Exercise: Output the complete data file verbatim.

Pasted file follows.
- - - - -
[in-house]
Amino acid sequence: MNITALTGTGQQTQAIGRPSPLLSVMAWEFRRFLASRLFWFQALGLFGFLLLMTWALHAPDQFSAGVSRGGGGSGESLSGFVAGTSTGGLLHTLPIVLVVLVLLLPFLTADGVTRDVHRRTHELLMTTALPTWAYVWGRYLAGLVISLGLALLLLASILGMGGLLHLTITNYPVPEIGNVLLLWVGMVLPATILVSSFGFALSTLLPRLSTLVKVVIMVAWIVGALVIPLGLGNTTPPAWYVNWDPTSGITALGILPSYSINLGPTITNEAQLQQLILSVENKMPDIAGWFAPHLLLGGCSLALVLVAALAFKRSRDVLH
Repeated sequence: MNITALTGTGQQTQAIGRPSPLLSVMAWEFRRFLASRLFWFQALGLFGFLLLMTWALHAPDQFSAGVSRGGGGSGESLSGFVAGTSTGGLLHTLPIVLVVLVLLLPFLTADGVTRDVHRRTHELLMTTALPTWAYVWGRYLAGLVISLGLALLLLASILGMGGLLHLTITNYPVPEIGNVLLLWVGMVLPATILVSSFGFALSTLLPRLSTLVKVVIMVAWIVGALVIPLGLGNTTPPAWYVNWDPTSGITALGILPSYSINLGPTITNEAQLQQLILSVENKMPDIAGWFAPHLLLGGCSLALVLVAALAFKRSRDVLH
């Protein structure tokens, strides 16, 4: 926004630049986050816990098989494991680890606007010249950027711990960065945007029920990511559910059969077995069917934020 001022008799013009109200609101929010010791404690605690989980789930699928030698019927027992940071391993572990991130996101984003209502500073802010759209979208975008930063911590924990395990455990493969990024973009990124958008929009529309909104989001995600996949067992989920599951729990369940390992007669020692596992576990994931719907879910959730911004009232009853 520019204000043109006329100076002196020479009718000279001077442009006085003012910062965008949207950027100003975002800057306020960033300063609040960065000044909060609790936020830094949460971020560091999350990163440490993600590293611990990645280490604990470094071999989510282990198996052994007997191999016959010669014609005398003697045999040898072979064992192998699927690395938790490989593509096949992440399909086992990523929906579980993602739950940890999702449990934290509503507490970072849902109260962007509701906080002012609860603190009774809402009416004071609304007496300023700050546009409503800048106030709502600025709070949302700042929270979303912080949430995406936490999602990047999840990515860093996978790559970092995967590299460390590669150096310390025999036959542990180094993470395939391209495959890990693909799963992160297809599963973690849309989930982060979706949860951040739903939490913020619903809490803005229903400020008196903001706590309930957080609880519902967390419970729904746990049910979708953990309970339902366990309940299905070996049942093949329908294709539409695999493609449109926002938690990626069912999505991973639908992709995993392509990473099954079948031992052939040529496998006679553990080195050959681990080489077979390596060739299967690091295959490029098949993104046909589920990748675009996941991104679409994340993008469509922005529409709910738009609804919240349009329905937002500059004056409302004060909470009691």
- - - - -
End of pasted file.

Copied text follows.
[in-house]
Amino acid sequence: MNITALTGTGQQTQAIGRPSPLLSVMAWEFRRFLASRLFWFQALGLFGFLLLMTWALHAPDQFSAGVSRGGGGSGESLSGFVAGTSTGGLLHTLPIVLVVLVLLLPFLTADGVTRDVHRRTHELLMTTALPTWAYVWGRYLAGLVISLGLALLLLASILGMGGLLHLTITNYPVPEIGNVLLLWVGMVLPATILVSSFGFALSTLLPRLSTLVKVVIMVAWIVGALVIPLGLGNTTPPAWYVNWDPTSGITALGILPSYSINLGPTITNEAQLQQLILSVENKMPDIAGWFAPHLLLGGCSLALVLVAALAFKRSRDVLH
Repeated sequence: MNITALTGTGQQTQAIGRPSPLLSVMAWEFRRFLASRLFWFQALGLFGFLLLMTWALHAPDQFSAGVSRGGGGSGESLSGFVAGTSTGGLLHTLPIVLVVLVLLLPFLTADGVTRDVHRRTHELLMTTALPTWAYVWGRYLAGLVISLGLALLLLASILGMGGLLHLTITNYPVPEIGNVLLLWVGMVLPATILVSSFGFALSTLLPRLSTLVKVVIMVAWIVGALVIPLGLGNTTPPAWYVNWDPTSGITALGILPSYSINLGPTITNEAQLQQLILSVENKMPDIAGWFAPHLLLGGCSLALVLVAALAFKRSRDVLH
């Protein structure tokens, strides 16, 4: 926004630049986050816990098989494991680890606007010249950027711990960065945007029920990511559910059969077995069917934020 001022008799013009109200609101929010010791404690605690989980789930699928030698019927027992940071391993572990991130996101984003209502500073802010759209979208975008930063911590924990395990455990493969990024973009990124958008929009529309909104989001995600996949067992989920599951729990369940390992007669020692596992576990994931719907879910959730911004009232009853 520019204000043109006329100076002196020479009718000279001077442009006085003012910062965008949207950027100003975002800057306020960033300063609040960065000044909060609790936020830094949460971020560091999350990163440490993600590293611990990645280490604990470094071999989510282990198996052994007997191999016959010669014609005398003697045999040898072979064992192998699927690395938790490989593509096949992440399909086992990523929906579980993602739950940890999702449990934290509503507490970072849902109260962007509701906080002012609860603190009774809402009416004071609304007496300023700050546009409503800048106030709502600025709070949302700042929270979303912080949430995406936490999602990047999840990515860093996978790559970092995967590299460390590669150096310390025999036959542990180094993470395939391209495959890990693909799963992160297809599963973690849309989930982060979706949860951040739903939490913020619903809490803005229903400020008196903001706590309930957080609880519902967390419970729904746990049910979708953990309970339902366990309940299905070996049942093949329908294709539409695999493609449109926002938690990626069912999505991973639908992709995993392509990473099954079948031992052939040529496998006679553990080195050959681990080489077979390596060739299967690091295959490029098949993104046909589920990748675009996941991104679409994340993008469509922005529409709910738009609804919240349009329905937002500059004056409302004060909470009691």